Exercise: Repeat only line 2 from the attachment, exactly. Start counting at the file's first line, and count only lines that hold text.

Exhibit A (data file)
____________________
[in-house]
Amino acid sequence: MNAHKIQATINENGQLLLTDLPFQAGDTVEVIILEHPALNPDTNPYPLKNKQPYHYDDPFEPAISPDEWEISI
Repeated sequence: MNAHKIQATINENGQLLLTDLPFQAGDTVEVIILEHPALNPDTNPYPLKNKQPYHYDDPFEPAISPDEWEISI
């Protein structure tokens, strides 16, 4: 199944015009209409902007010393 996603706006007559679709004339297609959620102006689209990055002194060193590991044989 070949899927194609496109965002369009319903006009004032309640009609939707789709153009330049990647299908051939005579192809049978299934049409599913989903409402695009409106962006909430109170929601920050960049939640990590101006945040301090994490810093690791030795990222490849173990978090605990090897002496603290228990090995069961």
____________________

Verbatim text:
Amino acid sequence: MNAHKIQATINENGQLLLTDLPFQAGDTVEVIILEHPALNPDTNPYPLKNKQPYHYDDPFEPAISPDEWEISI